White House rejects return of COVID-19 shutdowns as Europe’s new lockdowns spark protests

The White House said Monday it has no plans to shut down the economy again as COVID-19 chaos seizes Europe, with lockdowns meant to thwart a fourth wave triggering violent protests.

A German official declared his countrymen will be “vaccinated, cured or dead.”

Austrians were told to stay home for 10 days, starting Monday, except to go to work or school, or to get groceries or exercise, prompting thousands to protest in the streets of Vienna. Similar protests against a partial COVID-19 lockdown broke out in the Netherlands, resulting in fires and clashes with police, and tens of thousands of Belgians took to the streets as politicians warned of a virus crackdown.

White House COVID-19 Coordinator Jeff Zients said the U.S. has no interest in joining the fracas.

“No, we are not headed in that direction. We have the tools to accelerate the path out of this pandemic — widely available vaccinations, booster shots, kid shots, therapeutics, including monoclonal antibodies to help those who contract the virus,” he said at a COVID-19 task force briefing. “We can curb the spread of the virus without having to in any way shut down our economy.”

Viral spikes in Europe tend to augur what’s in store for Americans. Outbreaks in Italy and Spain at the start of the pandemic preceded a crush of cases in New York City, and a variant known as alpha battered the United Kingdom before walloping the U.S. and the rest of the world.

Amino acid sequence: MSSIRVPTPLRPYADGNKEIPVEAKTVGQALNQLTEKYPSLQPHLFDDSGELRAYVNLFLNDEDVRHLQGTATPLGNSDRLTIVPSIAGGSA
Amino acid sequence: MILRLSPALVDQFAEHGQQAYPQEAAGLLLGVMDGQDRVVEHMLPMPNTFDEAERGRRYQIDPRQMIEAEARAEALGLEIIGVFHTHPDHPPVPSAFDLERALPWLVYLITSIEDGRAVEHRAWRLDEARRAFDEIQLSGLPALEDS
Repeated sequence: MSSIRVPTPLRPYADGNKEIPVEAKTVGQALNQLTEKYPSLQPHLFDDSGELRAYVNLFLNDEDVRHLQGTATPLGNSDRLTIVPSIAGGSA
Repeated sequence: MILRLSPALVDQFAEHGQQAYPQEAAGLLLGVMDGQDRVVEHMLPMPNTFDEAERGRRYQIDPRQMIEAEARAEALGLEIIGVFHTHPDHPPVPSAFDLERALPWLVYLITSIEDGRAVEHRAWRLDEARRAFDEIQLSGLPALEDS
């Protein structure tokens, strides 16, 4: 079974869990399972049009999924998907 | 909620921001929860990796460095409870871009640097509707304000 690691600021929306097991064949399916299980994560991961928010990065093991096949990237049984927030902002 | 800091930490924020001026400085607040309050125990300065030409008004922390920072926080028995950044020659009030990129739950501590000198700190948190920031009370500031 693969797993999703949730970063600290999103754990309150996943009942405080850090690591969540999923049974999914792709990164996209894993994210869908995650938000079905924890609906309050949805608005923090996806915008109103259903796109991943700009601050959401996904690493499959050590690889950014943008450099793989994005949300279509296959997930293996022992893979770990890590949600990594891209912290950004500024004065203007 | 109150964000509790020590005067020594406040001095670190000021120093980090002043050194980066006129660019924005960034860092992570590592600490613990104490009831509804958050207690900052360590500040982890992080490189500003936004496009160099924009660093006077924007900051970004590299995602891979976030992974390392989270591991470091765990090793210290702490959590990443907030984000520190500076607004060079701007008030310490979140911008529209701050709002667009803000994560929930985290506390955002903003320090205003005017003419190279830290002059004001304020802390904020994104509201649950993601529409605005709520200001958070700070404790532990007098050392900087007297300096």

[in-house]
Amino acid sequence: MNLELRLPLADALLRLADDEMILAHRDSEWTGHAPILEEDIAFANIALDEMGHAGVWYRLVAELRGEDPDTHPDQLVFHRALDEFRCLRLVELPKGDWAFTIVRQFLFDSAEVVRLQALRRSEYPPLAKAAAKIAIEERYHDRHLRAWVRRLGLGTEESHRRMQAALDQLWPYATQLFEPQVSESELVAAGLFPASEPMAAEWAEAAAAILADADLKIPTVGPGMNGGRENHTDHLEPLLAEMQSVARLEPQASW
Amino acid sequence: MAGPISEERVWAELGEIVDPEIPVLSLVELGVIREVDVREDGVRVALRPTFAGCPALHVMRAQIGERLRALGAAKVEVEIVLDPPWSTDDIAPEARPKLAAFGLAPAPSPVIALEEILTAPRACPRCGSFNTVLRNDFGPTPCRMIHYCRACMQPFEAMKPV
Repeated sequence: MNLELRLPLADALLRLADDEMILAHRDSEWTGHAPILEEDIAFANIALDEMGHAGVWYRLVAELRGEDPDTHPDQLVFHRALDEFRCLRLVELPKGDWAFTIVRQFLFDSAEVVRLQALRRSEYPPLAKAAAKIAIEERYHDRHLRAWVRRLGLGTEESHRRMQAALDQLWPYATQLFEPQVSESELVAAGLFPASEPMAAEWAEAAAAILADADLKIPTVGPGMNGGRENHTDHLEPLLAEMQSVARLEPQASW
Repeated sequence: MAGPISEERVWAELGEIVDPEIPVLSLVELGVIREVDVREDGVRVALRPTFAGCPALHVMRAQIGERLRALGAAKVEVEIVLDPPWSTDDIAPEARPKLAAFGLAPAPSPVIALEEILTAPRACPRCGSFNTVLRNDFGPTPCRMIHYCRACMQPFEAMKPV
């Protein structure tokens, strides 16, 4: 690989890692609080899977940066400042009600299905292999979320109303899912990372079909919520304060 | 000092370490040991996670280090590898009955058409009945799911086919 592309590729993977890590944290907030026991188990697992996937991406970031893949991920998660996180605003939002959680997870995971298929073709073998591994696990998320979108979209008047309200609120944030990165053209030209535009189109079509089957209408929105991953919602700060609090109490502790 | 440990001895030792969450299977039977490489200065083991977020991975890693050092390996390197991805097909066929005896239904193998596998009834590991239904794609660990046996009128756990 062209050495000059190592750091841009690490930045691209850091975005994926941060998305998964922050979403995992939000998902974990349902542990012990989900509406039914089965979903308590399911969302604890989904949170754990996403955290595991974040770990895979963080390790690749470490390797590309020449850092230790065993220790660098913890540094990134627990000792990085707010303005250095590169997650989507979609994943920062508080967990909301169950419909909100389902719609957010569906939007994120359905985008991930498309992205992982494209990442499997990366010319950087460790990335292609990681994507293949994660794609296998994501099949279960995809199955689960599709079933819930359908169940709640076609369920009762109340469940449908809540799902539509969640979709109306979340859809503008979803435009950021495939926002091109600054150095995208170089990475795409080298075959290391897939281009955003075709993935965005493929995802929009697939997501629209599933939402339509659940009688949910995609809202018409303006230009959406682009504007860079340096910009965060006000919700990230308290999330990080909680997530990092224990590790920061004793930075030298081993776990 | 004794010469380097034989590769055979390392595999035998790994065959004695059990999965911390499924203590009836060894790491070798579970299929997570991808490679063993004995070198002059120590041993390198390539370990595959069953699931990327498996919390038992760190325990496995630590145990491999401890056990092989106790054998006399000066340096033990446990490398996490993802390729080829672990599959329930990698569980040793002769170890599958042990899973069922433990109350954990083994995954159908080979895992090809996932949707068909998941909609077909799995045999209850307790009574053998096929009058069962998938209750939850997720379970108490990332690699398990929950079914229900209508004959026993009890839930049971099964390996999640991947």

Mr. Biden faces pushback over workplace vaccine mandates but he has avoided talk of 2020-style restrictions, preferring instead to promote vaccines and pre-purchases of millions of courses of COVID-19 treatment pills.

Any push to renew draconian business restrictions would be devastating for Mr. Biden and is “just dead — dead on arrival,” said Arthur Caplan, a director of the division of medical ethics at the New York University Grossman School of Medicine.

“Politically, he’s already in trouble on the economy. Restricting the economy would seal the fate of the congressional elections,” Mr. Caplan said.

“I think there’s no evidence you can control this stupid virus by locking people up. You get a little relief and then boom, we’re back again,” he added. “The toll of restrictions — mass restrictions — is just huge. It’s completely untenable if you have an option that is purely pharmaceutical.”

Colorado Gov. Jared Polis recently placed medical breakthroughs over restrictions as his state battles a Mountain West surge. He said he does not plan to issue a statewide mask mandate because cases are comparable to New Mexico, despite its mask rules, and “scientists simply don’t know why our region has a spike.”

“We wouldn’t be here talking about this if everybody was vaccinated,” Mr. Polis, a Democrat, said at a press conference this month. “If you are not vaccinated you are going to get COVID. Maybe this week, maybe this month, maybe next year.”

New Jersey Gov. Phil Murphy, a Democrat who recently won reelection after fending off attacks over COVID-19 closures, spent his virus briefing Monday promoting boosters and a program that connects employers and workers looking to recover from the pandemic doldrums, rather than shut down again.